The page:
The Dalmatian stood hunched in the corner of the exam room, barely lifting his head high enough to scan his surroundings. His discomfort was obvious, even from a distance.
I watched as he made several unsuccessful attempts to lie down. The sound of his anxious panting echoed the sound of the blood rushing in my ears. My eyes fixated on the tiny drops of blood-tinged urine slowly trickling from the underside of his belly that contrasted so starkly against the gleaming white of the tile floor of the hospital.
I’d examined the dog about an hour prior, a few minutes after he’d arrived, but I’d just completed telling his owner my recommendations for how to move forward.
She spoke slowly and deliberately, “To be honest, I’m extremely uncomfortable with everything you are telling me. I’m taking my dog home and I will see my regular veterinarian tomorrow when his office is open. You clearly have no idea what you’re doing. You’ve only just graduated from veterinary school. And I’m not paying for this exam.”
The words reverberated in my skull and my already flushed skin prickled and reddened to an even deeper shade of crimson. I rubbed my sweaty palms along the tops of my scrub pants, rigid with the newness of unwashed polyester. They’d only been in my possession for a few days, along with my pristine white lab coat and shiny laminated plastic name tag bearing the identification, “Dr. Joanne Intile.”
It was my first shift working on the emergency service, during the first week of my veterinary internship, and my first experience seeing a case on my own as a newly minted veterinarian.
Countless years of preparation, weeks spent toiling on the clinic floor of vet school, hours of studying and experience all led up to this moment. It was my quintessential time to shine. Yet, I found myself stumbling over what to do, what order to do it in, and what to tell the owner.
I was seeing a young male Dalmatian with signs of stranguria (straining to urinate) and hematuria (blood in the urine). Though the causes of such signs are numerous in dogs, we are taught in veterinary school that “when we hear hoof beats we are to look for horses, not zebras.”
Dalmatians, especially young males, are predisposed to forming a specific type of stone in their urinary tract called urate stones. Urethral obstruction can occur when stones that formed in the bladder or kidneys become lodged in the urethra. It is a life-threatening complication.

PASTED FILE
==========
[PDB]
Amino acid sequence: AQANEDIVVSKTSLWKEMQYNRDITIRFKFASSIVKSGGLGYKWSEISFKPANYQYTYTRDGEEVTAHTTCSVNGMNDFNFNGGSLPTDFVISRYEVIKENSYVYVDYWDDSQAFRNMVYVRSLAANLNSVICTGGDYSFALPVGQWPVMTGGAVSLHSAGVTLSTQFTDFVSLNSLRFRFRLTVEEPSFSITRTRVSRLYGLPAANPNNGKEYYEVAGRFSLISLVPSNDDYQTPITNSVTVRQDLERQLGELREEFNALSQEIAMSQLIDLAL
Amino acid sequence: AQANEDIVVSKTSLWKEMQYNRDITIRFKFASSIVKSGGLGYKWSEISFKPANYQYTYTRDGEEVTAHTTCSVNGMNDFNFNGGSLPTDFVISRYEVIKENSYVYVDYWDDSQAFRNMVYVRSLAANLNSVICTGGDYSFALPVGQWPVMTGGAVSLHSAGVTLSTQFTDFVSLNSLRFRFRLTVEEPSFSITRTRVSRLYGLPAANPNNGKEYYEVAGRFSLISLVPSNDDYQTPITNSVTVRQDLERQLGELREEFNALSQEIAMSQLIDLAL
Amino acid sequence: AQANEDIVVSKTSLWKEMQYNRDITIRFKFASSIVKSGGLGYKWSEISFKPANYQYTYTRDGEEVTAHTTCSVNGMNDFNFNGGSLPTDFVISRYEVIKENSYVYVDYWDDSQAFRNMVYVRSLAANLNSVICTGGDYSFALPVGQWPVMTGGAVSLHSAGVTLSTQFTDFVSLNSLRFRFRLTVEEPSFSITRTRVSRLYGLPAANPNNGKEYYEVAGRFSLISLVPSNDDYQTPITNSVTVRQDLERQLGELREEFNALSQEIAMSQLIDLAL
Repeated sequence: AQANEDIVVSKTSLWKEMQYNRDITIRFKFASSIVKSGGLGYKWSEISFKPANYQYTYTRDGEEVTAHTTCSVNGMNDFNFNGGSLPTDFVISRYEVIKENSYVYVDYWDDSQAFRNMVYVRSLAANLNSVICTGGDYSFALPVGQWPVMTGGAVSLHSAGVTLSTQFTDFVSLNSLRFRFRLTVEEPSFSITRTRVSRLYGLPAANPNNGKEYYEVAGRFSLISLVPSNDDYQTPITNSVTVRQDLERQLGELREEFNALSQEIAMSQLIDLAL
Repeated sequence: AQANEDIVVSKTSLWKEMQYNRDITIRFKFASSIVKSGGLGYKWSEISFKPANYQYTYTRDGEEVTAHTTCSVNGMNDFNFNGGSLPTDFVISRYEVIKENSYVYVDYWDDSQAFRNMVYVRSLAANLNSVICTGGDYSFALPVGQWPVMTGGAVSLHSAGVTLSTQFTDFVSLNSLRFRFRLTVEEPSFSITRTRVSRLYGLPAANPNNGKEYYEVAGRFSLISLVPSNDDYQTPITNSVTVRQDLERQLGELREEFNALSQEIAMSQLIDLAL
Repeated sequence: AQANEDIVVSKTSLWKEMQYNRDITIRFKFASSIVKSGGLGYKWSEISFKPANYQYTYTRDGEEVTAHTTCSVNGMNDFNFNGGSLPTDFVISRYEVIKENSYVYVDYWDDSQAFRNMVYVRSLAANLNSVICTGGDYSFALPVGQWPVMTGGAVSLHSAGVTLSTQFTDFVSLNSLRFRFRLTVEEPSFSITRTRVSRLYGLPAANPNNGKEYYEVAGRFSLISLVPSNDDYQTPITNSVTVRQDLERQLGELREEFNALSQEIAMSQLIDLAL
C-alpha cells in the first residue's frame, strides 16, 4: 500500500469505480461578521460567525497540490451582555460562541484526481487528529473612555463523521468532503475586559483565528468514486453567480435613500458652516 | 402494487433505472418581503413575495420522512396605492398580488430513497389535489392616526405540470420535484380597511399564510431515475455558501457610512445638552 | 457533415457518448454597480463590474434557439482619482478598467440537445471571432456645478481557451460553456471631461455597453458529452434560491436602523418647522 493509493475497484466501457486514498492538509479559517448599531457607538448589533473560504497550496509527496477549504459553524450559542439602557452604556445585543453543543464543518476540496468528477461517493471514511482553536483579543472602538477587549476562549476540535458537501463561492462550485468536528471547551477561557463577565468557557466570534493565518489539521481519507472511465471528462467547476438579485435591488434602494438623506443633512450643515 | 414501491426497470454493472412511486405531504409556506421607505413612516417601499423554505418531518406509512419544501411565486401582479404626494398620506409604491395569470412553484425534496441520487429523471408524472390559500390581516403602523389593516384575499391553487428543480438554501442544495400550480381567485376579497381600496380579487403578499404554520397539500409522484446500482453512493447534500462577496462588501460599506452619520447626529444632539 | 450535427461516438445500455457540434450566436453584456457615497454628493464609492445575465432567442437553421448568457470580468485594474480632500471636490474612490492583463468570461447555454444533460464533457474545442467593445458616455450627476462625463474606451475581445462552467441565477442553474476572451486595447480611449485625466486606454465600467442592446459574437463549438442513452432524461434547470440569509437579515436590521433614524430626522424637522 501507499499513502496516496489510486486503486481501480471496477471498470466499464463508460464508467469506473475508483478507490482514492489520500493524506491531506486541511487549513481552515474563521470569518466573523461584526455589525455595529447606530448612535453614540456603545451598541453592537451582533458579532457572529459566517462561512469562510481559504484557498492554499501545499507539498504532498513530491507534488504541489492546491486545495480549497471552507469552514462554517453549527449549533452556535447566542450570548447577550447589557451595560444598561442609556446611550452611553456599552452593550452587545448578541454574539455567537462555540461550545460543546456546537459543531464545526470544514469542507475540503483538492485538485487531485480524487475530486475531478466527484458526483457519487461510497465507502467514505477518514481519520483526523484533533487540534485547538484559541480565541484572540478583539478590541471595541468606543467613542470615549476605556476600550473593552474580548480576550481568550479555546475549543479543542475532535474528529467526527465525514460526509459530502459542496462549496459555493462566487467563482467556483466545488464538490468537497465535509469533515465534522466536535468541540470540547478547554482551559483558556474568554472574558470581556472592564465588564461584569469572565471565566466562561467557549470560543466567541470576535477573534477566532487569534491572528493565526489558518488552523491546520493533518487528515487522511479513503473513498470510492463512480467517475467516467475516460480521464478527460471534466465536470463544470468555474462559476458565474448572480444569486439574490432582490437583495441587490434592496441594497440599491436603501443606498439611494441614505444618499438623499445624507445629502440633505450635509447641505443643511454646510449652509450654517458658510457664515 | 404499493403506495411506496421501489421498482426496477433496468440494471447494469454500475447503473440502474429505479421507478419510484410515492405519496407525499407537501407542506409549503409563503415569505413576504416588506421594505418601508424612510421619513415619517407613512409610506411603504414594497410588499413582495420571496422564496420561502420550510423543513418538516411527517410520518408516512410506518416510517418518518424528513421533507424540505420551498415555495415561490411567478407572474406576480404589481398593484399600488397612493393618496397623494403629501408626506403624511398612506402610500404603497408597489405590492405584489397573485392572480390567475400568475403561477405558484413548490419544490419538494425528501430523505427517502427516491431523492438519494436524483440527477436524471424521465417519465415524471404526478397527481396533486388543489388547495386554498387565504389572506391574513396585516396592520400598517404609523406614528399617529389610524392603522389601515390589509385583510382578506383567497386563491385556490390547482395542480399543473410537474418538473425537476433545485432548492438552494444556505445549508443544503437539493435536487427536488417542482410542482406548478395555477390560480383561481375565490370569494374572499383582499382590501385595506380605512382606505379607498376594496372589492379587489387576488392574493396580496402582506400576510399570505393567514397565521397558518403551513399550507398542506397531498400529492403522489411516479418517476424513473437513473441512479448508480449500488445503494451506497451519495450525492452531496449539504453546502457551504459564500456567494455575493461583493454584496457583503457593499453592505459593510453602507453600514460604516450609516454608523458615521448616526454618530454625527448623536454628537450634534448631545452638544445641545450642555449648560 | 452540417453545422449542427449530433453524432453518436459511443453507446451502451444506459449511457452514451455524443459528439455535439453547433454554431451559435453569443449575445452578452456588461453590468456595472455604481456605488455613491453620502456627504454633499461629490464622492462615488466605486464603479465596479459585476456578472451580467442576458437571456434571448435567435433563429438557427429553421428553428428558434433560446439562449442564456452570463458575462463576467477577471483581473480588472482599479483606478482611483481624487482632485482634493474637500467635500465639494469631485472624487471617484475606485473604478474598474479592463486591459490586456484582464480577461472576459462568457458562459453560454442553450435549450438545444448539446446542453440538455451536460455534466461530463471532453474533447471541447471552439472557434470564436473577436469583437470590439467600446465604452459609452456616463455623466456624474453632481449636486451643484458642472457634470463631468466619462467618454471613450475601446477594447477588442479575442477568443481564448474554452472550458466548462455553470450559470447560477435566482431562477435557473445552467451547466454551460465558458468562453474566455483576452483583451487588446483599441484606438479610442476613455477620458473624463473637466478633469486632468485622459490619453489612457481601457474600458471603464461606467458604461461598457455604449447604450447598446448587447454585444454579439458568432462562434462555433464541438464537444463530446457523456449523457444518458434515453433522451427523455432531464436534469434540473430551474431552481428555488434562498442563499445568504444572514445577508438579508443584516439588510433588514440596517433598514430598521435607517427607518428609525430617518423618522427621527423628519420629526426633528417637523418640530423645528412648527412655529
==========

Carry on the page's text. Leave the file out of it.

Obstruction can lead to severe bladder distention and eventual rupture. The blockage can also lead to buildup of toxic waste products of metabolism in the bloodstream, as the kidneys are unable to filter the blood properly from the back pressure from the stone.
The conversation with the dog’s owner should have been straightforward. I should have immediately recommended first stabilizing my patient, treating his pain, confirming the diagnosis by obtaining a radiograph (X-ray) and visualizing the stone lodged within his urinary tract, followed by an immediate effort to remove the stone by sedating him and passing a urinary catheter, and surgery to remove the stone.
Within the recesses of my mind, I knew what I should do, but under the stressful situation of being an inexperienced doctor, in the unfamiliar position of working on an emergency service, and an abrasive owner questioning my qualifications, I had zero confidence in my ability to help this dog.
Instead of doing the “right” thing, after I performed my exam I spent the next 40 minutes pouring over my textbooks and class notes, relearning the pathophysiology of urate stone formation in Dalmatians and the intricacies of their surgical removal.
I fumbled over creating an estimate of what it would cost to enact the plan I wanted to offer the owner. My voice trembled when I talked with the on-call surgeon, informing her she might need to come in to perform surgery that night. She aggressively chastised me for calling her without having a definitive diagnosis and hung up the phone.
By the time I re-entered the exam room to talk to the owner, the damage was done, not only to the dog, but also to my fragile newborn doctor ego.
I’ve come a long way since that first emergency case ten years ago, and despite possessing a great deal of confidence in my ability to treat my cancer patients accurately and ethically, there are times where I still find myself questioning my decisions about a particular recommendation or conversation with an owner.
Humility is a trait not often associated with medical professionals, but I’m certain it would be far more dangerous for me to be overconfident rather than conservative when practicing my craft.
I’m certain I’ve saved more patients by second guessing a biopsy report or lab work result. I know I’ve made more allies than enemies by calling owners and admitting I’d made a mistake rather than brush it off and pretend it didn’t happen. I’ve never regretted recommending an owner seek a second opinion when I felt I could not meet their goals.
Some would argue these characteristics make me a weak and self-doubting doctor. I’d argue these are the things that keep me human.
I still wonder what happened to that Dalmatian. And despite how horrible the events of the visit were, I’m still grateful for the experience. The most important lesson I learned is that a follow-up phone call after a difficult appointment can do much to ease the minds of both doctor and owner.
Even when the outcome isn’t the optimal one, in the end it’s communication and caring that matters the most.